the function $b(x)>0$---also determined by $|\eta\>$---is a scalar density with dimensions (Length)$^{-3}$, and thus we observe that the given coherent state overlap function is {\it invariant} under arbitrary spatial coordinate transformations of $\pi$, $g$, and $b$.
Moreover, the physical meaning of the affine coherent state labels $\pi^{ab}(x)$ and $g_{ab}(x)$ follows from the fact that
\b \<\pi,g|\s\hg_{ab}(x)\s|\pi,g\>\hskip-1.3em&&=g_{ab}(x)\;, \no\\
\<\pi,g|\s\hp^a_c(x)\s|\pi,g\>\hskip-1.3em&&=\pi^{ab}(x)\s g_{bc}(x)\equiv \pi^a_c(x)\;. \e
The coherent state overlap is a continuous function of positive type, and therefore it can serve as a reproducing kernel for a natural functional representation of the original Hilbert space $\frak H$ by continuous functionals \cite{aron}. Indeed, a reproducing kernel Hilbert space is our preferred choice for defining functional element representatives and the inner product of such elements in this section.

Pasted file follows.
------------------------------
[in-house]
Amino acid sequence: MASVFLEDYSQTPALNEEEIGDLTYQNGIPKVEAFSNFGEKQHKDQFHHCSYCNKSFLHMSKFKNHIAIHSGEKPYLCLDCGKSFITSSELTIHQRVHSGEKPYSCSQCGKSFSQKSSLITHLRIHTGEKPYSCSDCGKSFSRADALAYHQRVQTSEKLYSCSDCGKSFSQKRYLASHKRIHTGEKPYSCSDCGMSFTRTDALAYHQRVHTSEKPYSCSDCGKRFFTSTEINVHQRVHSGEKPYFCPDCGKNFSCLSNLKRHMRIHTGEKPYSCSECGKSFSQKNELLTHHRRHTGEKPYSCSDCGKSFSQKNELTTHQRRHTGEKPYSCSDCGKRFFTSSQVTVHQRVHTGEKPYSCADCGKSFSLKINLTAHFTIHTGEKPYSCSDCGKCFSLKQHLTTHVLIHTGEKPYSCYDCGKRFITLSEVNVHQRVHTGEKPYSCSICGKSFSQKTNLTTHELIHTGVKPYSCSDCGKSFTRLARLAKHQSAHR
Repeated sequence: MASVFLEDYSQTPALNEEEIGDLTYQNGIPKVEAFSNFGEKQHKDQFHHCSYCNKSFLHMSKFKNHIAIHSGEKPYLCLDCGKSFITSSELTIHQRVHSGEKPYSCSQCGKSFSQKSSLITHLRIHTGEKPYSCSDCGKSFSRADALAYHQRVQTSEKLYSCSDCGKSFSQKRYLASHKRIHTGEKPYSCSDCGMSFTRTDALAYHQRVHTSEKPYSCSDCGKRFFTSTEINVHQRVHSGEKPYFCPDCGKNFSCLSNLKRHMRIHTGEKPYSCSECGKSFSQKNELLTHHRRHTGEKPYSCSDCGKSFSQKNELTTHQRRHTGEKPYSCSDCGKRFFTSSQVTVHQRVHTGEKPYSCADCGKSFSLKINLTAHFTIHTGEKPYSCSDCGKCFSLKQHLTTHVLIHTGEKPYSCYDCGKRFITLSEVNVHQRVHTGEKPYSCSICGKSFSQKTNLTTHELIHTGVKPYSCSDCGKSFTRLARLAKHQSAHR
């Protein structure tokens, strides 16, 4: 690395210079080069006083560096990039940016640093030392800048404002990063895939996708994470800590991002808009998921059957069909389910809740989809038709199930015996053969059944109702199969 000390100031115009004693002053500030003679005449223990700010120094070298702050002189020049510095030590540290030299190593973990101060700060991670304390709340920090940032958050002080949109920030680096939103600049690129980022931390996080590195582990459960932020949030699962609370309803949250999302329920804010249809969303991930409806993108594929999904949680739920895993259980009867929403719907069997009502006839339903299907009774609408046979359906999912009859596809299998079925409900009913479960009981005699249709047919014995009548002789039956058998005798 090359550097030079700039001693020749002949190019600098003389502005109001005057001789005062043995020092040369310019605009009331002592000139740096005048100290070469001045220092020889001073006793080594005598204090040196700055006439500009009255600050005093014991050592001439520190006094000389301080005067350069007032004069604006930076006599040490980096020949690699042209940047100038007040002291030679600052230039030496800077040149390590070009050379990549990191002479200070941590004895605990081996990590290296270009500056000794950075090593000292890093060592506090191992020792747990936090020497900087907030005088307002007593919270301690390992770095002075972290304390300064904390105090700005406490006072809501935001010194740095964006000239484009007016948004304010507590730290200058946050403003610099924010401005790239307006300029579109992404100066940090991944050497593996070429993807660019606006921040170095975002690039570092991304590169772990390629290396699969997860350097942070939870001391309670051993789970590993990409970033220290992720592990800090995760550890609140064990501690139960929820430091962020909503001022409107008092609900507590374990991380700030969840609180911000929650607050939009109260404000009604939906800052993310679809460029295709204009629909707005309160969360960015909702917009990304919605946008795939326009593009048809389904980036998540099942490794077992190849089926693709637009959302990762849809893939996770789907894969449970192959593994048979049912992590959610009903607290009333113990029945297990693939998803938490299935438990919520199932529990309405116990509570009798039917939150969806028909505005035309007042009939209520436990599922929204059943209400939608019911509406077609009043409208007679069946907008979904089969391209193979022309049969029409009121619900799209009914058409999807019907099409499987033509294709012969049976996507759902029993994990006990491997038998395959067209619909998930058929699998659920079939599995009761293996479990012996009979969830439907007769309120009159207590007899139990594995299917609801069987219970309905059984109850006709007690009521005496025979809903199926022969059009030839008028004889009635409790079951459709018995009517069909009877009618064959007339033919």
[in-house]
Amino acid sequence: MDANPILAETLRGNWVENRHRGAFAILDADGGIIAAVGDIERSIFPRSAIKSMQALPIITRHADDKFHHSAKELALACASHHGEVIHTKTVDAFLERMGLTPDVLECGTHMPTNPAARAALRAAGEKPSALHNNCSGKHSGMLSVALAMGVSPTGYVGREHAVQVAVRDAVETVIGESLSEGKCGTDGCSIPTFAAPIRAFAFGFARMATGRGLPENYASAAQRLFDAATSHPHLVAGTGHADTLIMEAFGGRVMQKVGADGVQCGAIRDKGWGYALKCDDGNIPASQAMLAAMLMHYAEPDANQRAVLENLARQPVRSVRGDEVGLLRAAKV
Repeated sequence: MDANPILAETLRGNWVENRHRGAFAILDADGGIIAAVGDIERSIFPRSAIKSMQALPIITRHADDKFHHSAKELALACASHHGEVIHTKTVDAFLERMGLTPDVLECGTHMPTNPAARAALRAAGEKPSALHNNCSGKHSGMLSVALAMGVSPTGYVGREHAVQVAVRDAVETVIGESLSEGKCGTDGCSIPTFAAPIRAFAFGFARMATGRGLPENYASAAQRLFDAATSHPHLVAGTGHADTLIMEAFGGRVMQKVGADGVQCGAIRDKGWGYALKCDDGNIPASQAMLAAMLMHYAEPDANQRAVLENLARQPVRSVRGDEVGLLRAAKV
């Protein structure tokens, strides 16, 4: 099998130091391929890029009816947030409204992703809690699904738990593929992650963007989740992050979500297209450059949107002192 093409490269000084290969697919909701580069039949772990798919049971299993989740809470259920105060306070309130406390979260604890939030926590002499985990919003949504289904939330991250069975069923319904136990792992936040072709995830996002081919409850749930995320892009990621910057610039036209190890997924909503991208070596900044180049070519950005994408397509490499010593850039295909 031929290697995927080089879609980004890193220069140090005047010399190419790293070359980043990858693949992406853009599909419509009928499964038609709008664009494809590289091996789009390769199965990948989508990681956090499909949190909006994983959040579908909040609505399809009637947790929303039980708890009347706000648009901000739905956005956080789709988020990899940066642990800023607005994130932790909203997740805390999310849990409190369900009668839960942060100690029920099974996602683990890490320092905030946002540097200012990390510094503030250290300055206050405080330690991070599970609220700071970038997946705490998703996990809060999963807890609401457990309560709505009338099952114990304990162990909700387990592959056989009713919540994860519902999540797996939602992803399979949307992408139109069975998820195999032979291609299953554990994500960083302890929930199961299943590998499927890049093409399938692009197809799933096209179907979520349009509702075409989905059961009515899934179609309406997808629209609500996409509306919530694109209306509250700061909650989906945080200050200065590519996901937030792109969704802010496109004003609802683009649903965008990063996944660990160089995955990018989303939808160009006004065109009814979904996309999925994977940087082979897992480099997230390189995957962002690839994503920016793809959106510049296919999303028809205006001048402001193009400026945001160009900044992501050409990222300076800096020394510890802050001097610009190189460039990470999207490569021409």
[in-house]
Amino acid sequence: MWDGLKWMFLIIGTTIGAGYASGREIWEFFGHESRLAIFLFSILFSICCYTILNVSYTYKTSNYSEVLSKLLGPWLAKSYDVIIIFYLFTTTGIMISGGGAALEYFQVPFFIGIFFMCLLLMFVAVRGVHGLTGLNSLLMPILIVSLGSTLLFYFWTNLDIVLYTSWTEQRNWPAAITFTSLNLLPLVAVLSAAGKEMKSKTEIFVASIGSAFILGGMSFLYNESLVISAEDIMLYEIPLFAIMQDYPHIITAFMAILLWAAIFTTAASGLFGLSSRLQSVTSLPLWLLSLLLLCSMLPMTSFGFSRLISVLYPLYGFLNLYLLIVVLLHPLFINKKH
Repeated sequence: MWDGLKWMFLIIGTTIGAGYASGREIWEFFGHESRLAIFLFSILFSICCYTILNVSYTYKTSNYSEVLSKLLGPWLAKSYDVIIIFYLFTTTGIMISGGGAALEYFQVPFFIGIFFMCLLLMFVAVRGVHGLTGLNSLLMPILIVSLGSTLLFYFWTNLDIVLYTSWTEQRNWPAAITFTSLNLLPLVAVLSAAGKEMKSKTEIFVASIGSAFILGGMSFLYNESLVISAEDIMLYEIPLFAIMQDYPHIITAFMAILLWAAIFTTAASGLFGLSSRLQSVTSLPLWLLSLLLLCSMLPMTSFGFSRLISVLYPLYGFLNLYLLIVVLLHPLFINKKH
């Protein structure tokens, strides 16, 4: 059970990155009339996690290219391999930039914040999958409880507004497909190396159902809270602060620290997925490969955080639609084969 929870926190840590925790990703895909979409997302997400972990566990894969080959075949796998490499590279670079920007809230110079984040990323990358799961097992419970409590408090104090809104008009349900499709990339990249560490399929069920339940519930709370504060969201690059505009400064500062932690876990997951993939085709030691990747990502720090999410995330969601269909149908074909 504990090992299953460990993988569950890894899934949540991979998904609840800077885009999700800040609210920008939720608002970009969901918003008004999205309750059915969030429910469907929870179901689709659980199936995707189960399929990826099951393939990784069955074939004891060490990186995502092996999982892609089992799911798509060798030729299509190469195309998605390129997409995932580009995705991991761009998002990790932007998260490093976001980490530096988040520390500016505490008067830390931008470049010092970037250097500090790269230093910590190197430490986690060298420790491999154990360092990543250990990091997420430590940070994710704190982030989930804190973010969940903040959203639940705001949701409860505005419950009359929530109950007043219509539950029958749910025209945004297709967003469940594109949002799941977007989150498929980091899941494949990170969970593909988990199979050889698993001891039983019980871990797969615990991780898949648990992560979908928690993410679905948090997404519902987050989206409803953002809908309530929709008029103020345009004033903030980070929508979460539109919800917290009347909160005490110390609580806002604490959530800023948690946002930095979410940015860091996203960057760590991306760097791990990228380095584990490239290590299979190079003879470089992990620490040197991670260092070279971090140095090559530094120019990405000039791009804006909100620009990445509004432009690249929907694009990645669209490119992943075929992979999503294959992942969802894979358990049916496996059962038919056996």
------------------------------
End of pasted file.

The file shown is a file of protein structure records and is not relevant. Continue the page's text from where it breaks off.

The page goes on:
Note that the metric ${\tilde g}_{ab}(x)\equiv\<\eta|{\hat g}_{ab}(x)|\eta\>$ serves only to characterize the topology of the space-like surface $\Sigma$ over which the integral in (\ref{et3}) is carried out.
Since the coherent state overlap function is, apart from normalization factors,
analytic in its arguments, i.e., $g^{ab}(x)\pm i\pi^{ab}(x)/b(x)$, it follows
that the affine coherent state overlap function for gravitational affine variables may
be given a functional integral representation of the form
\b && \<\pi'',g''|\pi',g'\> \no\\
&&\hskip1cm=\lim_{\nu\ra\infty}{\o{\cal N}}_\nu\s\int